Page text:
April 20th, 2009

alan - joshua tree bloom

Good Morning!!

We are happily enjoying NYC, reverberating to the excitement of the roar, a wave that never breaks.

There's a little siren whoop. Whoop!!

We are heading out in the rain to visit MOMA. It is odd to know we will return to a bay area heat wave tomorrow.

If you missed seeing this woman on Jon Stewart on April 15, here she is.


There is an article in the NY Times today on palm trees that travel to Florida for the winter. They have now returned and are installed in a tropical lounge near Madison Square Park. They didn't fly like birds, but were trucked, which is probably appropriate for life that is used to staying in one place.

I found a few books at the book store at Grand Central Station. One is The Thirteen American Arguments, Enduring Debates that Define and Inspire Our Country. It is by Howard Fineman. I love our heritage. I love his last name. Fine Man.

I appreciate that our new president wants to put himself above the fray on punishment for those who tortured, and perhaps it is time to allow a world court to decide where responsibility and ethics lie.

Happy Day of Change, Adaptation, Momentum, Rest, Activity, and Peace!!
alan - three poppies

Poems about California!

Stephanie is posting CA poems on Connection Well this week.  I resonate to these two and feels a wee bit homesick with them both.

How Everything Was in the End Resolved in California
by Charles Foster


The Changing Light
by Lawrence Ferlinghetti

The changing light
at San Francisco
is none of your East Coast light
none of your
pearly light of Paris
The light of San Francisco
is a sea light
an island light
And the light of fog
blanketing the hills
drifting in at night
through the Golden Gate
to lie on the city at dawn
And then the halcyon late mornings
after the fog burns off
and the sun paints white houses
with the sea light of Greece
with sharp clean shadows
making the town look like
it had just been painted

But the wind comes up at four o'clock
sweeping the hills

And then the veil of light of early evening

And then another scrim
when the new night fog
floats in
And in that vale of light
the city drifts
anchorless upon the ocean

alan's flowers

for the sake of argument -

In Howard Fineman's book, The Thirteen American Arguments - Enduring Debates that Define and Inspire Our Country, he explores why we have and need public debate in this country.  I offer a few excerpts.

"We aim high, which makes our failures dramatic - which spurs arguments about them. No one can see the contrast or feel the pain of it more sharply than African-Americans, who, as slaves, literally built the Capitol in which laws were enacted to keep them in chains. But it was also in that very building where other, later laws were enacted to bring them to full personhood.  Cornel West, the Princeton professor, captured the duality that fosters argument, and change. "To accept your country without betraying it," he wrote, "you must love it for that which shows what it might become. America - this monument to the genius of ordinary man and women, this place where hope becomes capacity, this long, halting turn of the 'no' into the 'yes' - needs citizens who love it enough to re-imagine and remake it." So we try, fitfully, and argue about how to remove the burden that history gave to us all."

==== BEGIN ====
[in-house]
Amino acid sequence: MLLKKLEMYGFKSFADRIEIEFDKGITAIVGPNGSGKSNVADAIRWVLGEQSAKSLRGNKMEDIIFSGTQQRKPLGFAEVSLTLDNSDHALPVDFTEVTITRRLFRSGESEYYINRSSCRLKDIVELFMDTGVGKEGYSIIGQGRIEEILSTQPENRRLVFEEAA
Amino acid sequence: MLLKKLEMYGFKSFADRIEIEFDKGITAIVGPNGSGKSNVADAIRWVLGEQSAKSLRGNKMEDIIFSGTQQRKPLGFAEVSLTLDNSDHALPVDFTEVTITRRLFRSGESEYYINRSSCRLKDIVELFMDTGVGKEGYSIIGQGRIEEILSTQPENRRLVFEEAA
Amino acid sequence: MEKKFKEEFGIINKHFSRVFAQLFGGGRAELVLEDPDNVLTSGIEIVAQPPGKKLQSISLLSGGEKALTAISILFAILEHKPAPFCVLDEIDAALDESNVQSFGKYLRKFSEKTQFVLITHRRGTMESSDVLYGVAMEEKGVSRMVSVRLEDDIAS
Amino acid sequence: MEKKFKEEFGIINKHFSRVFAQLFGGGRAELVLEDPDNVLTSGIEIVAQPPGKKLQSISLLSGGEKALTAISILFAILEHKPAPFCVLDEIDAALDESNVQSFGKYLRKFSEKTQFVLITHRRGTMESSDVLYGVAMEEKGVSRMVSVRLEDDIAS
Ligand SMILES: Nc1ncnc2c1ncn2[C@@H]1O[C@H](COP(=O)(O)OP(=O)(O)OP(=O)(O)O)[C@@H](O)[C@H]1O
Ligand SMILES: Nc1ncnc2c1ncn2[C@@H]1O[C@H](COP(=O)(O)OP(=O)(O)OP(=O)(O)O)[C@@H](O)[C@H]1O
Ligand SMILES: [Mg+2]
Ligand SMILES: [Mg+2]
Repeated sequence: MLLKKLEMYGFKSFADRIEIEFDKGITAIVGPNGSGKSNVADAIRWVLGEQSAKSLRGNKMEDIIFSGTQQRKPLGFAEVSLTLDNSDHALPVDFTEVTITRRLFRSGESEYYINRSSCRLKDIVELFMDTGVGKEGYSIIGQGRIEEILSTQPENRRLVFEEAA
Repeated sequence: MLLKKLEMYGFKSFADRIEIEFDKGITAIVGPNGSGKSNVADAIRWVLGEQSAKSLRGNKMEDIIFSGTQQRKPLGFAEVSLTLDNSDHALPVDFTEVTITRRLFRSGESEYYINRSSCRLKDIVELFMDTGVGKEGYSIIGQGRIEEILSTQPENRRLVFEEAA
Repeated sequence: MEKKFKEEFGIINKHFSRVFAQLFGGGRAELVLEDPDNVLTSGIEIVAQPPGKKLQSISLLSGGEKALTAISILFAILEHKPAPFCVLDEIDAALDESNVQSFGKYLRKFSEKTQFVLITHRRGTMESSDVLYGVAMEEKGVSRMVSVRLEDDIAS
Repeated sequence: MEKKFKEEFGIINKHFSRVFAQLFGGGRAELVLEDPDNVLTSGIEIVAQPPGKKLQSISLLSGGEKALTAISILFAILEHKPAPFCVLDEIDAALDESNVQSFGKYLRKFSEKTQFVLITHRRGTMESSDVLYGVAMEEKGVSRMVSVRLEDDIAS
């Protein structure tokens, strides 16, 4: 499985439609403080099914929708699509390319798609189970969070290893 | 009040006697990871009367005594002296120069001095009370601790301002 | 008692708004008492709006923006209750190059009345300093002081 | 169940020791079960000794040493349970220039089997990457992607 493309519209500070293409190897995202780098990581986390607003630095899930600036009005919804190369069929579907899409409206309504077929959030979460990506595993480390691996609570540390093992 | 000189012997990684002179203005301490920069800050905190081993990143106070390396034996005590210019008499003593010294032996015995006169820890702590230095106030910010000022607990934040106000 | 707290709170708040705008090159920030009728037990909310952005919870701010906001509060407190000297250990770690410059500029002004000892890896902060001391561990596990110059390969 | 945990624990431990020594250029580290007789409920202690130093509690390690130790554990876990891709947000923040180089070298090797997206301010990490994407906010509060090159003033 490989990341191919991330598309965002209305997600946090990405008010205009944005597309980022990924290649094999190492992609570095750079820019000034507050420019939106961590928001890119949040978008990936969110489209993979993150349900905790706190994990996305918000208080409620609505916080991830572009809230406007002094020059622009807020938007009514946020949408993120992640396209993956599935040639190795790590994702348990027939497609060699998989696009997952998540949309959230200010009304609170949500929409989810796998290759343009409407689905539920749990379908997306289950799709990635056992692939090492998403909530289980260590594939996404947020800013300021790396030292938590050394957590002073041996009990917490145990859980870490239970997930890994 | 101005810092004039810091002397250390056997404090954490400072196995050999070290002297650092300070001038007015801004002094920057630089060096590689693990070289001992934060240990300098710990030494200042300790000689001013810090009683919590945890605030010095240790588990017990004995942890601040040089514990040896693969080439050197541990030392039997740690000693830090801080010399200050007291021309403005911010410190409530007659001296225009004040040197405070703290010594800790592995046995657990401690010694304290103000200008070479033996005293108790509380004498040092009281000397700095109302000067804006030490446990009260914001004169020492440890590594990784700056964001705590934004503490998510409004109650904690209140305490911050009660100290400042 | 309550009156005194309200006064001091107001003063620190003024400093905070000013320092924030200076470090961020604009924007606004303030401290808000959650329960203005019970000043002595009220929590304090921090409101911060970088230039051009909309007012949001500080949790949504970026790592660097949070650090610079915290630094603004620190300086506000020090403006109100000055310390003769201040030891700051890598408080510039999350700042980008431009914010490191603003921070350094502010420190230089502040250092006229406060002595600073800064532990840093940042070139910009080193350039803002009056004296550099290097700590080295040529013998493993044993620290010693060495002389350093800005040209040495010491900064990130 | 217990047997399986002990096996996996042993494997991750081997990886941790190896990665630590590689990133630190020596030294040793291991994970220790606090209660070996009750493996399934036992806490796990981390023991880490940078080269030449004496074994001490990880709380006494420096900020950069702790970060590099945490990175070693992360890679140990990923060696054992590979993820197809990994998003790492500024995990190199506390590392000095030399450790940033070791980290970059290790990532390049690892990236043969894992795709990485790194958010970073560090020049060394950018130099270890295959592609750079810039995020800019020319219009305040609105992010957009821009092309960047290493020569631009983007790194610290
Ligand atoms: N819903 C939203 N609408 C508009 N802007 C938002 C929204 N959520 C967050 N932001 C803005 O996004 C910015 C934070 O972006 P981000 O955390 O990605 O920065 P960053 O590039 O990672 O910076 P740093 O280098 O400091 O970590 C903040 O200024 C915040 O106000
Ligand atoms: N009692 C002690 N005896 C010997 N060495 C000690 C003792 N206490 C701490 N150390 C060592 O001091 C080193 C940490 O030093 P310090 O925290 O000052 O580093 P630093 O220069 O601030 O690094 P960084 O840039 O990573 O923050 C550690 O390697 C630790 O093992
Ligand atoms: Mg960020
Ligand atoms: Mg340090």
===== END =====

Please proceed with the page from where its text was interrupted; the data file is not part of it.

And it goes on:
We are quite a blend.  There are the Native Americans, the Spanish explorers, and various colonial frames that existed for up to 180 years before the convention in Philadelphia.   Then, we began moving west, each group looking for their own Promised Land.  "The paradoxical result was more friction, and more numerous arguments, as the proponents of each fresh utopia worked themselves into a lather of unquestioned righteousness in the wilderness.  Since they never had to look at the world through someone else's eyes, they were all the more uncompromising about their own."

He says we have to "prove that argument is strength, not weakness, and that freedom and security can live together."

We do that "by making sure that people know they have a chance to be heard.  The American way breeds unsettling conflict, but argument is what leads to consent, and consent is what leads to legitimacy.  People accept outcomes that they deplore, because they think the process gives their point of view a chance."

"As long as we argue, there is hope, and as long as there is hope, we will argue.  In Democracy in America, Alexis de Tocqueville saw genius in this.  "To take a hand in the regulation of society," he said, was our "biggest concern and, so to speak, the only pleasure an American knows."  This "ceaseless agitation," he wrote, creates an "all-pervading and restless activity, a superabundant force, and an energy which is inseparable from it and which may, however unfavorable circumstances may be, produce wonders.  These," he concluded," are the true advantages of democracy."